Is focused cocreation perceived to have some of the same dangers to the brand—mainly that people will say bad things—that opening to comments and ratings has? Maybe. However, good cocreation, as McKinsey suggests, directs the collective energy to making positive suggestions for the future. I’m confident it also leads to further bonding with the brand. Why not? The customer now has a stake in resulting products and services. That’s two highly desirable outcomes!

Tuesday, July 22, 2008

Herding Virtual Sheep

Last Friday I noticed an article on MediaPost about a new product to allow the creation of branded virtual worlds. I imagine a lot of marketers would have the same two questions I did:

2.Who cares?

So I spend some time over the weekend exploring The Electric Sheep Company and some of their applications. The exploration turned up some interesting information.
The company is over 3 years old and has built virtual worlds for various clients on existing platforms like SecondLife. The WebFlock product, according to founder Sibley Verbeck, is “a tool set for embedding flash-based virtual spaces within Web sites and integrating those into any existing Web applications. . . Primarily we see it as enabling virtual spaces for casual audiences who are already coming to a given Web site.” The first WebFlock project is a virtual world for Showtime’s The L Word series, which I’d guess has an audience that would enjoy the interaction a virtual world will offer.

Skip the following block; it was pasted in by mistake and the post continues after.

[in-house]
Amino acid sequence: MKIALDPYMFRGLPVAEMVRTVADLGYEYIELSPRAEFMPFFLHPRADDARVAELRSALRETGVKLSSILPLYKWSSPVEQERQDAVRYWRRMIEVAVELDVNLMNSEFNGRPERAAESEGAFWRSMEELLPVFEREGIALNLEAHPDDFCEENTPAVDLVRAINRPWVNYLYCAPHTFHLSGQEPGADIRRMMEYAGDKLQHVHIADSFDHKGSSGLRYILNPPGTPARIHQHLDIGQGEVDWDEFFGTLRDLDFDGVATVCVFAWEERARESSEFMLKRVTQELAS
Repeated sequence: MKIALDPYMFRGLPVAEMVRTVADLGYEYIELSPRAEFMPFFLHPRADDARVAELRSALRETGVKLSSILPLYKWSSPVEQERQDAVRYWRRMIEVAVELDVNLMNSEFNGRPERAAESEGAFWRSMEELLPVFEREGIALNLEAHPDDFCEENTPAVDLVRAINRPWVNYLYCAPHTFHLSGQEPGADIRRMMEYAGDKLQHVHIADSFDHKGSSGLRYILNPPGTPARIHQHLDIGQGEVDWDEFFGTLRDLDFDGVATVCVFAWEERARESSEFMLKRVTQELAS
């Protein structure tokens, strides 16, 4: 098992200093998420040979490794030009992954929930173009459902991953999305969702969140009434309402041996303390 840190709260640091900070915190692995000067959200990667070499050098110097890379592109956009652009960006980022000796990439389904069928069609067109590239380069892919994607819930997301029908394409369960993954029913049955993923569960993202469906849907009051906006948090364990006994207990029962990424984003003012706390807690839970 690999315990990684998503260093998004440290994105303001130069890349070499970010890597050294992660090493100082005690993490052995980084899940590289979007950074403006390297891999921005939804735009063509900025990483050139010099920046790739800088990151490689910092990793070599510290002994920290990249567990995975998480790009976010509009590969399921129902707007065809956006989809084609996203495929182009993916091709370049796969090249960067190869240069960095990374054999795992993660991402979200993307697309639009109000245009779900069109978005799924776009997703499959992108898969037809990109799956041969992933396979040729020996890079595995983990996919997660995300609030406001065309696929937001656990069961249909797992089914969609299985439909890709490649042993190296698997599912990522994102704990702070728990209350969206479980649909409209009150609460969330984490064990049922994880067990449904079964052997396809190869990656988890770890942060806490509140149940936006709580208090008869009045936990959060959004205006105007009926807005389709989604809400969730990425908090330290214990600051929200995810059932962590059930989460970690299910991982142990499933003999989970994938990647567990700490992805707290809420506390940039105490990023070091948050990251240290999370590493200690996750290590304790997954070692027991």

But that doesn’t answer the broader “why” question. I looked farther; not difficult, since Electric Sheep has a robust Flickr site (why don’t more companies take advantage of sites like Flickr to demonstrate product use/happy customers?). I see projects for the NBA Finals (broadening the customer experience, as I remember), the USG Division of Siemens (looks like a virtual pavilion in Second Life), Best Buy’s Geek Squad (what it’s like to be a Geek Squad member), a Starwood hotel under construction (a preview of a new “select service” concept under construction at the time), and many others. Many are targeted at a young adult audience, but companies like USG/Siemens and IBM clearly have a business audience. If you look carefully, you see that many of them are either event- or entertainment-oriented. The content also makes sense.